Brown Rot of Cherry

Cherry samples showing brown rot on the fruit have been arriving in the Plant Disease Clinic. Under wet conditions, light brown tufts of fungal spores form on the fruit, destroying the fruit rather quickly. Fruit losses are worst when wet, warm weather persists during the ripening period. Injured fruit are particularly susceptible to infection. Diseased fruit may fall to the ground or remain on the tree as mummies (dried shriveled fruit).

The fungus that causes brown rot, Monilinia fructicola, may also infect apricot, peach, nectarine, and plum. In addition to fruit rot, symptoms may occur on blossoms, spurs, and shoots. Infected blossoms wilt, turn brown, and persist into summer. The fungus may invade shoots or twigs, causing them to wither and die

The brown rot fungus overwinters in mummies on the tree or on the ground and in dead twig tissue. Removing fruit, mummies, and dead twigs from trees after the final harvest reduces the amount of brown rot fungus present at the beginning of the next season. Since injured fruit are more susceptible to infection, care should be taken to minimize physical wounding during the growing season, especially at harvest. To reduce the spread of the fungus on fruit after harvest, refrigerate fruit promptly after picking. A fungicide spray program, beginning at bloom and continuing throughout the season, will sharply reduce fruit losses caused by brown rot.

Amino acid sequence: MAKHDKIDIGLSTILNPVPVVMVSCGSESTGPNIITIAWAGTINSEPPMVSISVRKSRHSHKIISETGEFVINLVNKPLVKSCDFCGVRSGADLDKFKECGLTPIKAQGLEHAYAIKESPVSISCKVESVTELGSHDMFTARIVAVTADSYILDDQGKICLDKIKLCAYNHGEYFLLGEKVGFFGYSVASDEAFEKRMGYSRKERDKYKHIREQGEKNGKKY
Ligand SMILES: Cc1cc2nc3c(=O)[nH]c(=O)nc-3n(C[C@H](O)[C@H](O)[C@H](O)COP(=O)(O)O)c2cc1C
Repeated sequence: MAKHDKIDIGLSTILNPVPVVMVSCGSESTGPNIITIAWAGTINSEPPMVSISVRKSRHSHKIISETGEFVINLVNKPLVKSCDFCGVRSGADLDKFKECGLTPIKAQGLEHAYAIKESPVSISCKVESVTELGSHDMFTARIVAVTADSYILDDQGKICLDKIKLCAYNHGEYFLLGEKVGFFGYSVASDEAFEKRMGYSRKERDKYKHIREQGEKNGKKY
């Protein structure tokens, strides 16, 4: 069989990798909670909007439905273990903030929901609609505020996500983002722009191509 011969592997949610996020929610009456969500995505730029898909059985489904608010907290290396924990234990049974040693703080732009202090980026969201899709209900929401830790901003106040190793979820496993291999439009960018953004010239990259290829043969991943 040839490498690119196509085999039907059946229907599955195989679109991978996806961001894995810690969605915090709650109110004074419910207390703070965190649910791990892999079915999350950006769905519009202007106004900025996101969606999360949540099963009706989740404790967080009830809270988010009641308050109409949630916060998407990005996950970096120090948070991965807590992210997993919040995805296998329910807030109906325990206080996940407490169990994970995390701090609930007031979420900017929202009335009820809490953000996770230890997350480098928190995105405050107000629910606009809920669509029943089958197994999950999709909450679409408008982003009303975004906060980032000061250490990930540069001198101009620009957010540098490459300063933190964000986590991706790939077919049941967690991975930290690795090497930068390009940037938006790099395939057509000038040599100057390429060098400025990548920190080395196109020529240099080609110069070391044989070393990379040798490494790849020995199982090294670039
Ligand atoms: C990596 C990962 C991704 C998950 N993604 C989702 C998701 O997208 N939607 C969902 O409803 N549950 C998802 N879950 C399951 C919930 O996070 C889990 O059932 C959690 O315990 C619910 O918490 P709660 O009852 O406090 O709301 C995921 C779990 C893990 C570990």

Brown rot and other common disease and insect problems of tree fruits are pictured and discussed in IDEA 2 Tree Fruits - Insect and Disease Management for Backyard Fruit Growers in the Midwest. This 41 page booklet is available for a small fee at any county extension office or from the Extension Distribution Center, 119 Printing and Publications Building, Iowa State University, Ames, Iowa 50011-3171, Telephone: (515) 294-5247, Fax: (515) 294-2945.

This article originally appeared in the July 2, 1999 issue, p. 89.


Links to this article are strongly encouraged, and this article may be republished without further permission if published as written and if credit is given to the author, Yard and Garden, and Iowa State University Extension and Outreach. If this article is to be used in any other manner, permission from the author is required. This article was originally published on July 2, 1999. The information contained within may not be the most current and accurate depending on when it is accessed.